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Independents' Day

More bureaucracy, less time to see patients and a profession on the brink: GPC survey results to form crux of contract negotiations

A major GPC survey showing a profession suffering under the weight of bureaucracy, falling resources and low morale since the imposition of the new contract will be a vital part of GPC’s negotiating strategy for the forthcoming contract talks, GP leaders have revealed.

The survey of 3,692 GPs, which is Dr Chaand Nagpaul’s first major imprint on the GPC since becoming chair in July, reveals the extent of the devastation caused by the contract imposition in April, with 82% of respondents saying they have had to reduce the number of appointments available since April, 97% reporting that bureaucracy and box-ticking had increased in the past year and 94% reporting an increase in workload.

GPC leaders confirmed that the survey findings would form an ‘important part’ of negotiations with the government over the new GP contract.

GPC deputy chair Dr Richard Vautrey said: ‘The findings echo what we´ve been saying for some time that GPs are heaving under the workload they have and that matters have been far worse since the imposition of the contract last year. Those factors need to be taken on board now and this will be an important part of negotiations. You can´t put more and more work on GPs or you risk undermining patients care as this survey shows.’

The results – which are based on responses from 10% of the total GP population - also revealed that 89% of GPs believe that more targets will not improve patient care, while 86% reported a reduction in their morale in the past year and 45% said they are less engaged with the CCGs because of increased workload.

This comes as Pulse revealed yesterday that NHS Employers will not conduct UK-wide negotiations with the GPC, and will instead only negotiate terms for English GPs, as well as QOF terms for GPs in Wales. Entirely separate deals will be negotiated for Scottish and Northern Irish GPs.

Health secretary Jeremy Hunt mapped out the government´s plans for further GP contract revisions in a speech at the King´s Fund in London this week.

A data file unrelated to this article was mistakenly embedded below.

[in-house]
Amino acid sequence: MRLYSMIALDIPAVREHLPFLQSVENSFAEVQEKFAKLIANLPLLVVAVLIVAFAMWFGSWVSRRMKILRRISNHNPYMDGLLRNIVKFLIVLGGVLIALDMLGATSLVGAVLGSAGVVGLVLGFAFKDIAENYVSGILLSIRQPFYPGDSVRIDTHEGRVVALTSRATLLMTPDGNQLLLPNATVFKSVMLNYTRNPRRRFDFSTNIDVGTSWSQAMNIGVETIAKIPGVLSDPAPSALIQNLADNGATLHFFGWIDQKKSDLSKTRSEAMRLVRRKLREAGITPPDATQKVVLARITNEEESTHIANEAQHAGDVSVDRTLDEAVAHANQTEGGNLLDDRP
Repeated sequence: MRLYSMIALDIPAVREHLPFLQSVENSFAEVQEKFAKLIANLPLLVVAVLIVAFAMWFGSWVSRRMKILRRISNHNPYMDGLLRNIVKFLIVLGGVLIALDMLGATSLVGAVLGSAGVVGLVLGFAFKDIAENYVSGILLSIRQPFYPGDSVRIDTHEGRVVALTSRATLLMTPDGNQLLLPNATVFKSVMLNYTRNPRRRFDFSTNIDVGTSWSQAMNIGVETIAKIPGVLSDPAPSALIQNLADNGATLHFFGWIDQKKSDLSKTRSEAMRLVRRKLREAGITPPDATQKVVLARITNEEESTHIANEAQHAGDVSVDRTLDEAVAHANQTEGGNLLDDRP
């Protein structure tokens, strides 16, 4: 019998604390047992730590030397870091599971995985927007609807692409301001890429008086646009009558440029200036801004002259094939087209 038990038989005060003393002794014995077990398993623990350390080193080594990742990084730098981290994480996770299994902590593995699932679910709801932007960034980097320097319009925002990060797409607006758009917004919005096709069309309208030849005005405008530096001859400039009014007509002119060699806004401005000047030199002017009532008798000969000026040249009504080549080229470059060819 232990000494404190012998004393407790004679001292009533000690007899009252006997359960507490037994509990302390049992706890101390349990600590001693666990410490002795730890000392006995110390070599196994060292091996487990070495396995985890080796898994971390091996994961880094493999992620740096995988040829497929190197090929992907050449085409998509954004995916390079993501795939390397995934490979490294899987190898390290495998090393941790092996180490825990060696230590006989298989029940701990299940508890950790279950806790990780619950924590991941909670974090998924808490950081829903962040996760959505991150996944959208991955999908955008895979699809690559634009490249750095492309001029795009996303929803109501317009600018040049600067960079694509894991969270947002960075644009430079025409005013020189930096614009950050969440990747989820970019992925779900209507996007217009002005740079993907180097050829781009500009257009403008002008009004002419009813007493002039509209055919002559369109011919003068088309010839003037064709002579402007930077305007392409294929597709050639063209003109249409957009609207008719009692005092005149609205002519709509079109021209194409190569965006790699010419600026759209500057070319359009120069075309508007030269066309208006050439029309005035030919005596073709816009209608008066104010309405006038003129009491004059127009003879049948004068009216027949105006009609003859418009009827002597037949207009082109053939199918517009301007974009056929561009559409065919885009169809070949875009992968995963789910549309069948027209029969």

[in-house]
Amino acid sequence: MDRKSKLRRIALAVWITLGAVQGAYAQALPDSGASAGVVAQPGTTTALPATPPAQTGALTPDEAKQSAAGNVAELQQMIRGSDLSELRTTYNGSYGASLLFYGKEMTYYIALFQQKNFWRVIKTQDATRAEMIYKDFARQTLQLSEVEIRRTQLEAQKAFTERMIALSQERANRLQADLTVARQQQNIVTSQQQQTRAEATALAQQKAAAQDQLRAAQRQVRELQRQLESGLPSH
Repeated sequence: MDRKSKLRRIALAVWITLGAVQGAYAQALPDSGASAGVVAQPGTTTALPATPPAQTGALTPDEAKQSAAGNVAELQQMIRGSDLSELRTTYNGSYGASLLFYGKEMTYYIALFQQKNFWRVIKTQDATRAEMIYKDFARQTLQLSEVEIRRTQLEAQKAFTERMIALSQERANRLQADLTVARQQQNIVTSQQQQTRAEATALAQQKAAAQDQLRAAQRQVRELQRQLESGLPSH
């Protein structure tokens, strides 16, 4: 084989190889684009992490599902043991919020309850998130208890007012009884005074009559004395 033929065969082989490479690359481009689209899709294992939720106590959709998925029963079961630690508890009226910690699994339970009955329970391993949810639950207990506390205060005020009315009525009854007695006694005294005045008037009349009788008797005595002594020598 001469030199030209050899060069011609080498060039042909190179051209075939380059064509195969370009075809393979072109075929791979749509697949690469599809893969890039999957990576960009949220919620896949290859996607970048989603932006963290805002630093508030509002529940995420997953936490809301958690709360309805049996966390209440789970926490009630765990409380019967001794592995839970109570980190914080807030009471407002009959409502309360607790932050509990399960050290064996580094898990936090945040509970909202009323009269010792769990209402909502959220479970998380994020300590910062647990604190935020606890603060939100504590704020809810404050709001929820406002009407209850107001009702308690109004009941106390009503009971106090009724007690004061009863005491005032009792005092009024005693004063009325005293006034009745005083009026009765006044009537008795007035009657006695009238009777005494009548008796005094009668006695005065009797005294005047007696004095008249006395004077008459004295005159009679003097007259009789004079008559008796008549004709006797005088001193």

He said the GP contract will be rewritten by next April to ensure a ‘dramatic simplification’ in targets and incentives, with the aim of removing the ‘bureaucratic overlay’ from GPs’ work.

Additional funding will be channelled to general practice to help support GPs’ new responsibilities and will come from savings made by a reduction in unplanned admissions, he said.

The GPC has indicated a softer line towards Mr Hunt’s reforms since he vowed to tackle bureaucracy. Dr Vautrey said: ‘We´re looking forward to working with him and NHS England to address this in a serious manner and in the end, to give GPs more time with patients rather than box ticking and paperwork.’

The BMA findings follow an exclusive Pulse survey that found nearly half of GPs are jeopardising their mental health and are at a very high risk of burning out. Pulse´s survey of 1,800 GPs revealed that 43% of GPs are classified as being at a very high risk of developing burnout, with partners and those working in deprived areas particularly badly hit.

The Department of Health-commissioned national work-life survey carried out by researchers at the University of Manchester also showed this week that GPs are suffering the highest levels of stress recorded since 1998, with over half of those aged over 50 years saying they intend to quit direct patient care within five years.

Readers' comments (17)

  • BOX ticking when patients see you has become a pain. patients seem to have 2 or 3 problem they want to discuss. we need to take bp, ask smoking status ,advice smoking cessation ask for ED phq9 number 2 if due, etc etc. makes mockery of consultation for which he/she came to see you.. one need to collect all these data for qof while they are with us if you have any chance to hit the target.. we know not getting qof target will ruin practice finance. if this was not enough now cqc, new des, les etc and constant changes to destabilise practices.. every day there is a bad news for poor gp.